Let's face it, the information technology sector is expanding at a slower rate than our population or not. the number of graduates is increasing. Since supply is more than demand, the survival of the fittest theory will naturally come into play.

To get a job in IT that is still easy enough to keep, th

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Disclaimer: Since I work in IT, my answer will lean more towards IT.

We Indians collectively are making the wrong choices with our education. Education does not come with a job guarantee (which is sad). The right skills can still guarantee a job, if you know where and how to apply the skills.

Let's face it, the information technology sector is expanding at a slower rate than our population or not. the number of graduates is increasing. Since supply is more than demand, the survival of the fittest theory will naturally come into play.

Getting a job in IT that is still easy enough to keep, the next few days in IT are very challenging with a host of new tools and technologies invading the IT space, but that's another story.

So back to the point where engineers don't get jobs and I'll consider the scenario right after college for the rookies and not for the wingers.

Let's take an example of two boys fresh out of college with similar academic scores. Guy A is of vernacular origin but technically more solid, Guy B is convent educated, confident and technically not as good as A. Who do you think will get the job (in most cases)? We all know the answer, right?

I do a lot of interviews and have even been a part of some college recruiting drives. Honestly, if I interview 20 students, I feel like giving the job to only 2-3 of them, the rest just don't fit in and don't have the technical acumen I expect.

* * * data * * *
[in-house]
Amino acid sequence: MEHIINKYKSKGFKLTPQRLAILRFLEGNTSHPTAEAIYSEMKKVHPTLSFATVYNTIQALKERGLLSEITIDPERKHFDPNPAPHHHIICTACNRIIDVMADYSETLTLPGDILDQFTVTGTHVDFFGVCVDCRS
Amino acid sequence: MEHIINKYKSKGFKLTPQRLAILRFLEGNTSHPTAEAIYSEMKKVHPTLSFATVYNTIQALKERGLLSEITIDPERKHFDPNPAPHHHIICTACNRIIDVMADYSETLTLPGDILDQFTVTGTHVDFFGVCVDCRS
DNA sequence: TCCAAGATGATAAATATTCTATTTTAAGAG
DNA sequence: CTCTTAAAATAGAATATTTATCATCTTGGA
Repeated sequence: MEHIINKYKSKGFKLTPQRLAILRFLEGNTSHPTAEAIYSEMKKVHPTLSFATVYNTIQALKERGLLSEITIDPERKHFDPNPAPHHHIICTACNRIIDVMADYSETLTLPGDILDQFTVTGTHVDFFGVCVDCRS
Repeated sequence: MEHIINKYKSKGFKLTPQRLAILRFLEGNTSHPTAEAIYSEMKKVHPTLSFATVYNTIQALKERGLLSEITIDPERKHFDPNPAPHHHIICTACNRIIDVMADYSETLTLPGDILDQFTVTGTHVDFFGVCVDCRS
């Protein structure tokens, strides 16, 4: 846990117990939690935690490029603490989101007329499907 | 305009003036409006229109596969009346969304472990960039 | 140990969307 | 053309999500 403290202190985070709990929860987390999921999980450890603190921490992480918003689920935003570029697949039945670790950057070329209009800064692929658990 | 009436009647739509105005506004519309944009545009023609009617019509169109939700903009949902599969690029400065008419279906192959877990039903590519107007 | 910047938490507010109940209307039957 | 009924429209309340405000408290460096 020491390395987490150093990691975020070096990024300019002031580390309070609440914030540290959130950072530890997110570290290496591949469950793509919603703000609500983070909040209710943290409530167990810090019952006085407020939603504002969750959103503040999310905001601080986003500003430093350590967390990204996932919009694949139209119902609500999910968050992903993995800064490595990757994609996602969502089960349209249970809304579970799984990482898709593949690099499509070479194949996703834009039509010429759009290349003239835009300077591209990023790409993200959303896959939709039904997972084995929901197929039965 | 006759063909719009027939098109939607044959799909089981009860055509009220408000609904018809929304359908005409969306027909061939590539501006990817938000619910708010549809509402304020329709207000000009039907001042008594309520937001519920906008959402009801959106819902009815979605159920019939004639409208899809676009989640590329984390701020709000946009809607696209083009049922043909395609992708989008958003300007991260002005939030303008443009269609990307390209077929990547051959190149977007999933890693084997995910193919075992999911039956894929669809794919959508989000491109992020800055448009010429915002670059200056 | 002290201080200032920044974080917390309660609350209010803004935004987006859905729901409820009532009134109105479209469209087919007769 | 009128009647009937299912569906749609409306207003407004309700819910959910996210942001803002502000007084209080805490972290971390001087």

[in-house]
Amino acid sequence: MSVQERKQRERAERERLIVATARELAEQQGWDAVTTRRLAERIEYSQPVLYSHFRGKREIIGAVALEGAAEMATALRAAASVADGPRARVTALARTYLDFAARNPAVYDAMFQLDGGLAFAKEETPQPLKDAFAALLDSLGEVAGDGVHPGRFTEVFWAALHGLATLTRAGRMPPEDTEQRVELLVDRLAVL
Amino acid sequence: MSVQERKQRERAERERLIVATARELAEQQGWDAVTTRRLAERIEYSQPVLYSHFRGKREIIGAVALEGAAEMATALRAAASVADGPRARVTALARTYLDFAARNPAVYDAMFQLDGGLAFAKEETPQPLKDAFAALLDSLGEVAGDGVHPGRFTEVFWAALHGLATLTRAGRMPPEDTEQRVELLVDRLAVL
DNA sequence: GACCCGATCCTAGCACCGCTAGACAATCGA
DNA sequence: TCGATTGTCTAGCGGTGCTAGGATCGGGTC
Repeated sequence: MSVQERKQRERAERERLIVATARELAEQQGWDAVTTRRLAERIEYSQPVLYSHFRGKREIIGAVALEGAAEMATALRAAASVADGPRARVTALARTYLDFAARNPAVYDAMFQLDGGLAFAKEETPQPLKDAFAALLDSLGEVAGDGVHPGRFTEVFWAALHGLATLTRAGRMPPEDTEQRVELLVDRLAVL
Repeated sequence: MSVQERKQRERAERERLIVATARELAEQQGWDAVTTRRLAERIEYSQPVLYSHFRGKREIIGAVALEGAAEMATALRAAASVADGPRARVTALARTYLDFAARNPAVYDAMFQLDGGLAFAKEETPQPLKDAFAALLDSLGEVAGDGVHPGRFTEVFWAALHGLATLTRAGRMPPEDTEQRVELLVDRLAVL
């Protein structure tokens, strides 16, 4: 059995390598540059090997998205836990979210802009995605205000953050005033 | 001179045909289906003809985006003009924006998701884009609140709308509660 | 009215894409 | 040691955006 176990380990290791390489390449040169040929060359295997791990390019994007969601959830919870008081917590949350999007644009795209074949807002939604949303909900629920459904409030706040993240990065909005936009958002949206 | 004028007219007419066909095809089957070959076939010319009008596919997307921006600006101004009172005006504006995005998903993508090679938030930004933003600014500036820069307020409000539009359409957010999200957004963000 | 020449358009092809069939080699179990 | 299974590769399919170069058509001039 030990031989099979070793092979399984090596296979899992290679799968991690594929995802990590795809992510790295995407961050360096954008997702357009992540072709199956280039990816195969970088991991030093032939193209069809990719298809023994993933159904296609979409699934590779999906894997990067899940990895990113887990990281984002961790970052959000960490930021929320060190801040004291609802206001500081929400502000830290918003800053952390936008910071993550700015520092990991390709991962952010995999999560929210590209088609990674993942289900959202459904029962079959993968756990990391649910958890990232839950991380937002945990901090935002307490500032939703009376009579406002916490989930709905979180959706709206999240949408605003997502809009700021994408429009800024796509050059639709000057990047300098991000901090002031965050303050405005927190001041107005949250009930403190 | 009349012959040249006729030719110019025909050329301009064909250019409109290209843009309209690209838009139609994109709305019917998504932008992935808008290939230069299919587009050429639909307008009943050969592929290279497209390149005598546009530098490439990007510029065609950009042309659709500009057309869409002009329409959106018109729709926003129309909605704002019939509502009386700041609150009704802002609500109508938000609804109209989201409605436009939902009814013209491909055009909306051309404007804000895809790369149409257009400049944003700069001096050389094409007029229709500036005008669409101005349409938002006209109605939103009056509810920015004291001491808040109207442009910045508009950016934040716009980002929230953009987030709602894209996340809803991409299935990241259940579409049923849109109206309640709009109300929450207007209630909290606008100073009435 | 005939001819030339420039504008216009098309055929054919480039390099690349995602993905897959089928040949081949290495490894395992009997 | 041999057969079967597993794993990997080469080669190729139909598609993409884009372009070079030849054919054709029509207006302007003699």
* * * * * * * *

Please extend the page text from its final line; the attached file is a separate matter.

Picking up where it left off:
I don't think there is a one-line answer, here are some reasons why I feel I am responsible:

  • Too many colleges, too few quality graduates to come out of it.
  • Those graduates have too high expectations without accepting reality.
  • Limited knowledge of the possibilities in the professional world.
  • Most engineers want a government job or an IT job at a multinational.
  • But they give little or no thought to the idea that they might not be good enough there, or that the competition is too fierce, or that there are other endeavors for them where they can have a good life and a prosperous career.
  • I say these things
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I don't think there is a one-line answer, here are some reasons why I feel I am responsible:

  • Too many colleges, too few quality graduates to come out of it.
  • Those graduates have too high expectations without accepting reality.
  • Limited knowledge of the possibilities in the professional world.
  • Most engineers want a government job or an IT job at a multinational.